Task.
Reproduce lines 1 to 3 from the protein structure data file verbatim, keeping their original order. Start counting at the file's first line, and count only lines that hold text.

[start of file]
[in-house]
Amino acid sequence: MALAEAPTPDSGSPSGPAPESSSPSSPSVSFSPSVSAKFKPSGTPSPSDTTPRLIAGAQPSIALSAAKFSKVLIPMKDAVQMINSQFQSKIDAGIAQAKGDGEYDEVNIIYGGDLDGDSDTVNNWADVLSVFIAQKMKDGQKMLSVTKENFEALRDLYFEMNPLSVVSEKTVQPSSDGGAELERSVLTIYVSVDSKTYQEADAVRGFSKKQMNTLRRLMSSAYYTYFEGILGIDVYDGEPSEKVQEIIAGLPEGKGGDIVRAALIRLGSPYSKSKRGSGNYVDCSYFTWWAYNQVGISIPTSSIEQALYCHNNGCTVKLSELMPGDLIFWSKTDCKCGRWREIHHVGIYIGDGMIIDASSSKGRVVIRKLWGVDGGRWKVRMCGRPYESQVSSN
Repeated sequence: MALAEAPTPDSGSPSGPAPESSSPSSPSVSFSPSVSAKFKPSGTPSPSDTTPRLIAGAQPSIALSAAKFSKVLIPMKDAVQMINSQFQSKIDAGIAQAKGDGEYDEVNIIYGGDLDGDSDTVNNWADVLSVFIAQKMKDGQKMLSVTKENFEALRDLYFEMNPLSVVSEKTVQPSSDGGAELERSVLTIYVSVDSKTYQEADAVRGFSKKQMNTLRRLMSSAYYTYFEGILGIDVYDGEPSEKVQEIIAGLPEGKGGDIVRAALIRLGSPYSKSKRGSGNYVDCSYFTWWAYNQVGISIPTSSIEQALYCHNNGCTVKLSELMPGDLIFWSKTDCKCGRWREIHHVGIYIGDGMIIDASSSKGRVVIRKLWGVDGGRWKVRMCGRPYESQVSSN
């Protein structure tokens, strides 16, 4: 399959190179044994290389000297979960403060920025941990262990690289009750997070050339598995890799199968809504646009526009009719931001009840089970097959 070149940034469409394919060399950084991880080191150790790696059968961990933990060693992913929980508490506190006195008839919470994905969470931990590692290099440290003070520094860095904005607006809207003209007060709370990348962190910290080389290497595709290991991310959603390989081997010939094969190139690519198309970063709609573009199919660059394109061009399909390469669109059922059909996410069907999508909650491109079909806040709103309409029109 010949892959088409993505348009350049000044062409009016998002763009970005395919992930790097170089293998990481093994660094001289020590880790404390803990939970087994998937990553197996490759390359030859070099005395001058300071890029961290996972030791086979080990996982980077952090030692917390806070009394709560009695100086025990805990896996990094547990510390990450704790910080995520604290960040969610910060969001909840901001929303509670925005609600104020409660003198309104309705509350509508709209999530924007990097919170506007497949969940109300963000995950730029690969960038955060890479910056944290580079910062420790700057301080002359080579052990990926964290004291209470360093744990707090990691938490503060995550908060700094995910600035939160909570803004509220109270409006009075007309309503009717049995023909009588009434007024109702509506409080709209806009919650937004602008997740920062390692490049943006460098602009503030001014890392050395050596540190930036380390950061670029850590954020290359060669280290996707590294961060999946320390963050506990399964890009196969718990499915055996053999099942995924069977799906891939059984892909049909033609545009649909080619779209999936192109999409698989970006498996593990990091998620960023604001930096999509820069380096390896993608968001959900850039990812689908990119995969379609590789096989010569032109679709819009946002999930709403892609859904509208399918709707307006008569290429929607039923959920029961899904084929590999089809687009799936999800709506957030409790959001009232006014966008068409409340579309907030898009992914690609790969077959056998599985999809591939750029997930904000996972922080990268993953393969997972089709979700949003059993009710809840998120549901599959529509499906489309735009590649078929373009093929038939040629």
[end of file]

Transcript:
[in-house]
Amino acid sequence: MALAEAPTPDSGSPSGPAPESSSPSSPSVSFSPSVSAKFKPSGTPSPSDTTPRLIAGAQPSIALSAAKFSKVLIPMKDAVQMINSQFQSKIDAGIAQAKGDGEYDEVNIIYGGDLDGDSDTVNNWADVLSVFIAQKMKDGQKMLSVTKENFEALRDLYFEMNPLSVVSEKTVQPSSDGGAELERSVLTIYVSVDSKTYQEADAVRGFSKKQMNTLRRLMSSAYYTYFEGILGIDVYDGEPSEKVQEIIAGLPEGKGGDIVRAALIRLGSPYSKSKRGSGNYVDCSYFTWWAYNQVGISIPTSSIEQALYCHNNGCTVKLSELMPGDLIFWSKTDCKCGRWREIHHVGIYIGDGMIIDASSSKGRVVIRKLWGVDGGRWKVRMCGRPYESQVSSN
Repeated sequence: MALAEAPTPDSGSPSGPAPESSSPSSPSVSFSPSVSAKFKPSGTPSPSDTTPRLIAGAQPSIALSAAKFSKVLIPMKDAVQMINSQFQSKIDAGIAQAKGDGEYDEVNIIYGGDLDGDSDTVNNWADVLSVFIAQKMKDGQKMLSVTKENFEALRDLYFEMNPLSVVSEKTVQPSSDGGAELERSVLTIYVSVDSKTYQEADAVRGFSKKQMNTLRRLMSSAYYTYFEGILGIDVYDGEPSEKVQEIIAGLPEGKGGDIVRAALIRLGSPYSKSKRGSGNYVDCSYFTWWAYNQVGISIPTSSIEQALYCHNNGCTVKLSELMPGDLIFWSKTDCKCGRWREIHHVGIYIGDGMIIDASSSKGRVVIRKLWGVDGGRWKVRMCGRPYESQVSSN